We all put off tasks from time to time. However, procrastinators constantly look for distractions and avoid completing tasks. This avoidance can limit progress toward goals and interfere with responsibilities. It can cause problems at school, work or home, and in interpersonal relationships.
A host of factors might contribute to procrastination. Research suggests that those more likely to procrastinate suffer from anxiety, low self confidence and low motivation. Also, perfectionism is a common trait found in procrastinators; those who worry about doing something perfectly may find it easier to avoid a task than to worry about how they or their work might be perceived. Some may procrastinate because they feel confused or overwhelmed by a task, or because they are easily distracted. Procrastinators might enjoy the euphoric feeling that comes after completing last minute work, though ultimately work done in this capacity will not be done as well as it might have been otherwise. Still others may procrastinate because they do not like or value doing tasks that they perceive as unenjoyable.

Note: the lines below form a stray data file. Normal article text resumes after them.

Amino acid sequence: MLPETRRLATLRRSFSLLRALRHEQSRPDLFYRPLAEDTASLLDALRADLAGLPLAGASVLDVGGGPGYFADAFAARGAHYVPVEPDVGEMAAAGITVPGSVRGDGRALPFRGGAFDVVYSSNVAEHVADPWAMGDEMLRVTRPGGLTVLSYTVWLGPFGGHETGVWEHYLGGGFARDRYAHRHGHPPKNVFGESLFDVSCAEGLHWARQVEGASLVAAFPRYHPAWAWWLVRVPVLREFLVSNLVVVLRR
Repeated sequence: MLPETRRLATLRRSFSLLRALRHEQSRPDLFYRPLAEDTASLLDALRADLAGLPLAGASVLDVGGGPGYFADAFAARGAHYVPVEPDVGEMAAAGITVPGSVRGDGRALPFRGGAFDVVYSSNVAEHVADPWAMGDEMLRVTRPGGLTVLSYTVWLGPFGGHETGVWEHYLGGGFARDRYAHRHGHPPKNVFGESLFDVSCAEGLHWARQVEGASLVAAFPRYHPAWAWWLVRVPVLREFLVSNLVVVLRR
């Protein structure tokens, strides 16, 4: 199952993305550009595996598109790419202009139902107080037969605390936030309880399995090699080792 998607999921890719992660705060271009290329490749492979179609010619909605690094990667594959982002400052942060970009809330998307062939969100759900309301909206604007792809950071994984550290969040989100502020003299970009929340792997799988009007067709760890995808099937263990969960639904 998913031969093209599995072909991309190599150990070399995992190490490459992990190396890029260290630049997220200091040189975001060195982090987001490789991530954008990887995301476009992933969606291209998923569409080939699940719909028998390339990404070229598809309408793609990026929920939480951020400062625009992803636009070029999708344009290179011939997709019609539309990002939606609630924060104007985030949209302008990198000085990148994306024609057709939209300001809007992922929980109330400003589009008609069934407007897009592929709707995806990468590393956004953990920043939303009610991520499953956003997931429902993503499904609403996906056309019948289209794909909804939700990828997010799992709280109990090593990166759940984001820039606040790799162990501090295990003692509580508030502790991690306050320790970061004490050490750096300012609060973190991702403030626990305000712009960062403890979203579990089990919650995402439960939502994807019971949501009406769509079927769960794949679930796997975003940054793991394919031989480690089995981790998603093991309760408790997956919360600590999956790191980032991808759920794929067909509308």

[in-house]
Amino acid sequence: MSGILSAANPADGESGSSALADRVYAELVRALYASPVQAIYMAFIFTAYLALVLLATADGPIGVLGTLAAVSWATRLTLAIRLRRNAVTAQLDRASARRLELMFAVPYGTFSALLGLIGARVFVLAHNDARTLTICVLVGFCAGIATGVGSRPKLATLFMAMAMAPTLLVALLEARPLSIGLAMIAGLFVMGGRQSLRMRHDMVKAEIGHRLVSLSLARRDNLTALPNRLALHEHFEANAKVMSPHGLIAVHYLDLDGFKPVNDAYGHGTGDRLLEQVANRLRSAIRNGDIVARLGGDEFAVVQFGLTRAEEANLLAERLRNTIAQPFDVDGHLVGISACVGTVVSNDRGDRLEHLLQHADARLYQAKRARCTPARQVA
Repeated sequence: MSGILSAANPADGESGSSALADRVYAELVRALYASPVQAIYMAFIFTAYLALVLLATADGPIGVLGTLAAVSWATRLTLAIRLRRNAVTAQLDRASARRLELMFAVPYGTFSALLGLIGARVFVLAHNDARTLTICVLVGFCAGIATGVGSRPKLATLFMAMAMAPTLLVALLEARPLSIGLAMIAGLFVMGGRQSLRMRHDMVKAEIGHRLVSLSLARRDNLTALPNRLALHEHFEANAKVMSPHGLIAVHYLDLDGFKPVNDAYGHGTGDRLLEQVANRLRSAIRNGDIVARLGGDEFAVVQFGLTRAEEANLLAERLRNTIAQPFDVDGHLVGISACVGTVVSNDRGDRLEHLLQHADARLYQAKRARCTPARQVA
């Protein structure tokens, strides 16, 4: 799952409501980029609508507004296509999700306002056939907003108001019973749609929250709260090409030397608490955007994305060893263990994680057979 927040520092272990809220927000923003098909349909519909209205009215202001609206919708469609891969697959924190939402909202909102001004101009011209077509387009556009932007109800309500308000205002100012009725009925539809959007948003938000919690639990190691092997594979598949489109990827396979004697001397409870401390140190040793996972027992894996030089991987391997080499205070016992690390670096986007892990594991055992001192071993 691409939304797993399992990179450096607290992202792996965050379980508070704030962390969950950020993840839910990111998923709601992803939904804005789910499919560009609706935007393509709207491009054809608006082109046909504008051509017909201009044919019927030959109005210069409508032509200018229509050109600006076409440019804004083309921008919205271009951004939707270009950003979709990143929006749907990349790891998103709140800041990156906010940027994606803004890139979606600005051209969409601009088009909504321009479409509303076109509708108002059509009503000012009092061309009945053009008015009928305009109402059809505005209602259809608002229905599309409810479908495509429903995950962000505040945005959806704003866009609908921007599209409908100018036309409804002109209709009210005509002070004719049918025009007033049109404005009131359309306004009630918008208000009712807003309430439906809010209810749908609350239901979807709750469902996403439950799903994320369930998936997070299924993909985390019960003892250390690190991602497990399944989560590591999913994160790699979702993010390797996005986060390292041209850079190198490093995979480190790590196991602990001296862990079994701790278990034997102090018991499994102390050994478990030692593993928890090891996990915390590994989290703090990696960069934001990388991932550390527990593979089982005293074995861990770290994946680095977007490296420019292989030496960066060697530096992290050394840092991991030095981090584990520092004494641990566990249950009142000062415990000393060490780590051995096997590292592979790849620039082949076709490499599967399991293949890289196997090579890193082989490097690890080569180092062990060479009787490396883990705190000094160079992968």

Procrastination can have significant emotional and practical consequences. Consulting with a therapist can help one identify underlying factors that may be contributing to procrastination. In addition, therapy can help one develop hands on tools and resources that may assist in changing this behavior pattern.